Black Boys in Crisis: Why Are Schools So Quick to Lock Them Up?
Over and over statistics show that punishment for black boys - even first-time offenders - in schools is harsher than any other demographic.
Black boys taken from schools in handcuffs are not always violent, or even criminals. Increasingly, school-assigned law enforcement officers are leading these students from their schools hallways for minor offenses, including class disruption, tardiness and even non-violent arguments with other students. It seems that it is easier to remove these students from class through the stigma of suspension or arrest than to look for in-school solutions.
Simply put, the currently accepted way of disciplining students--mainly "zero tolerance" policies -- is doing more harm than good for young black boys.
When one student is causing a classroom disruption, the traditional way to address the issue has been removal - whether the removal is for five minutes, five days or permanently. Separating the "good" students and the "bad" ones has always seemed the fair, judicious approach. On an individual level this form of discipline may seem necessary to preserve the educational experience for others. If all children came from homes that implemented a cause-and-effect approach to discipline, this might be the right answer.
Unfortunately, an increasing number of students come from broken homes, or ones where parents don't have the desire or time to discipline. Even the parents with the skillset to discipline in this fashion may not have the time or energy, especially in a home where finances are tight. For these students, removal from education is simply another form of abandonment and only furthers the lesson that they are not good enough to learn alongside their peers.
High profile instances of school violence in recent years have led to a higher presence of law enforcement officers in public schools, often politely labeled as resource officers or a similarly vague term. Of course the presence of guns and other immediate danger items in schools are cause for arrest, or at least temporary removal of the student, but the American Civil Liberties Union reports that children as young as 5 throwing tantrums have been removed in handcuffs by these officers. Rather than addressing the heart of the individual problems, it is easier for public schools to weed out troublesome students under the umbrella of protecting the greater good. Convenience triumphs over finding actual solutions.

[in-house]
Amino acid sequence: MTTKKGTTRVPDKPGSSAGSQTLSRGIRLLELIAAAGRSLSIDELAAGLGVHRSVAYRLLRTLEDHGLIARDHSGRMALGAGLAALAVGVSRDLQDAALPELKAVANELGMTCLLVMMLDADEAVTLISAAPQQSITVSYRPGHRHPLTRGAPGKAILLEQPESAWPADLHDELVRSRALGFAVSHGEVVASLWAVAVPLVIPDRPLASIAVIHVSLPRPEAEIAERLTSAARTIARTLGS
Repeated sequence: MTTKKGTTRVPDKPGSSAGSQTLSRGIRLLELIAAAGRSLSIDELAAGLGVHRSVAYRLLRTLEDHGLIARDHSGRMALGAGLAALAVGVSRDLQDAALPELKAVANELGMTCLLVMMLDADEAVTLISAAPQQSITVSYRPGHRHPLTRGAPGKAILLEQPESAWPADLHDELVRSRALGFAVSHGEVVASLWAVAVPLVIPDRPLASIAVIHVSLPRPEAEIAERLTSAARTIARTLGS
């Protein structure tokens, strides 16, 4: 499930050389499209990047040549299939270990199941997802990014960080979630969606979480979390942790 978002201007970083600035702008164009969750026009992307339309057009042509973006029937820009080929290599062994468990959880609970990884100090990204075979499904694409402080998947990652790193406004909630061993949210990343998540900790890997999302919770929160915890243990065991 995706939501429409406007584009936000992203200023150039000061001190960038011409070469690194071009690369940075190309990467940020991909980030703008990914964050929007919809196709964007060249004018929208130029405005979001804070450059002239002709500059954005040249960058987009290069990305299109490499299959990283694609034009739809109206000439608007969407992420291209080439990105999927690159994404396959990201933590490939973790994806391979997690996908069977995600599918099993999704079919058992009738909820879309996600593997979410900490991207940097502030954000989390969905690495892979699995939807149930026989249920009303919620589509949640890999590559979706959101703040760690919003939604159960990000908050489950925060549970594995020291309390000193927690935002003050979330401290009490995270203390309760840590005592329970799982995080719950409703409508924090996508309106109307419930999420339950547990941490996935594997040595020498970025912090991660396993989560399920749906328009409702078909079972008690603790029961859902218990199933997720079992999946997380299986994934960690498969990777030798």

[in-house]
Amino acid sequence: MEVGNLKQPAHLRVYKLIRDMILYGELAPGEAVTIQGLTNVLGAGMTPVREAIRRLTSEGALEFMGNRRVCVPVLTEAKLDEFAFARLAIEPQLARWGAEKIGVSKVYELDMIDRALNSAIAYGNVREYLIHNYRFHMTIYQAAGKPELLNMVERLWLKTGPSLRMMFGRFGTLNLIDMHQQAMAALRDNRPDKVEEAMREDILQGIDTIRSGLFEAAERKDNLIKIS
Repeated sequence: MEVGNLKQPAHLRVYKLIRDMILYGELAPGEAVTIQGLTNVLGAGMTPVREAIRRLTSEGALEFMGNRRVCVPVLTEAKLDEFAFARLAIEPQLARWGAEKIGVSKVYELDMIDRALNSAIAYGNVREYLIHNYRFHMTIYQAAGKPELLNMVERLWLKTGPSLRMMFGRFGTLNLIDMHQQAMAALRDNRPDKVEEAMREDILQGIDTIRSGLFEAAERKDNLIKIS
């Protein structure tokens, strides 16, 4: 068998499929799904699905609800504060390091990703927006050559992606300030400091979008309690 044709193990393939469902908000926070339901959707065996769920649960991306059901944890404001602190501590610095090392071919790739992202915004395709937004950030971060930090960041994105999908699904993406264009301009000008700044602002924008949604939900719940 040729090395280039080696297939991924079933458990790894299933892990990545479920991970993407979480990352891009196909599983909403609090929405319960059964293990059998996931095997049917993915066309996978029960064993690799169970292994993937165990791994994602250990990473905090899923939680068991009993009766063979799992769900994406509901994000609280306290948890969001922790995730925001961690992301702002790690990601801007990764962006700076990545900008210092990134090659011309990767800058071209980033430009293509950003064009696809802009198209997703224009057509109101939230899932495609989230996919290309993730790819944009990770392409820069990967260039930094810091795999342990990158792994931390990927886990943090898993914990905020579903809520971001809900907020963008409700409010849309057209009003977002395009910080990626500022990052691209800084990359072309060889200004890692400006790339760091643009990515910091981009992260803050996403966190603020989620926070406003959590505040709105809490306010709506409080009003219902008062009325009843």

The term "zero tolerance" may sound like the best way to handle all offenses in public schools, but it really does a disservice to students. Not every infraction is a black and white issue and not every misstep by a student is a result of direct defiance. Often students with legitimate learning disabilities or social impairment are labeled as "disruptions" and removed from classroom settings under the guise of preserving the learning experience for other, better-behaved students. I suppose there is an argument to be made for protecting straight-and-narrow students from the sins of others, but at what cost?
We tell students that gaining an education is an unalienable right in America but then we withhold it from their peers in the name of discipline and order. Would we withhold food from students who interrupted our math lesson? Of course we wouldn't because nutrition is something that isn't earned - it is a necessity for growing children. The same is true of education. Our knee-jerk reaction of removal, particularly of children of color, is not one that has the best interest of any children in mind.
Though ideology on problem students is slowly evolving, at least at present the removal process is most widely accepted. So let's look at what happens when these individuals, these students who are suspended or expelled, do eventually slip through the accepted cracks and wind up dropping out of high school or landing in prison.
Children are just as much a product of their environments as the expectations placed on them. Parents on a first-name basis with law enforcement officials certainly influence the behavior of their children, but school authorities with preconceived negative associations create an expectation of failure too. Increasingly, educators are learning how to recognize the signs of textbook learning disabilities like ADHD or dyslexia. But what about the indirect impact that factors like poverty, abuse, neglect or simply living in the wrong neighborhood have on a student's ability to learn? Why aren't we finding ways to identify the known risk factors for academic impairment and intervening earlier?
Educators should approach students from disadvantaged backgrounds with more understanding, and less preconceived notions. Behavior is a choice but students who have never seen the right way to act modeled for them, or who are looking for that extra bit of attention in classrooms, bad behavior is an academic disadvantage. Instead of less time in classrooms, black boys and especially those with very minor behavior issues should participate more in the learning experience.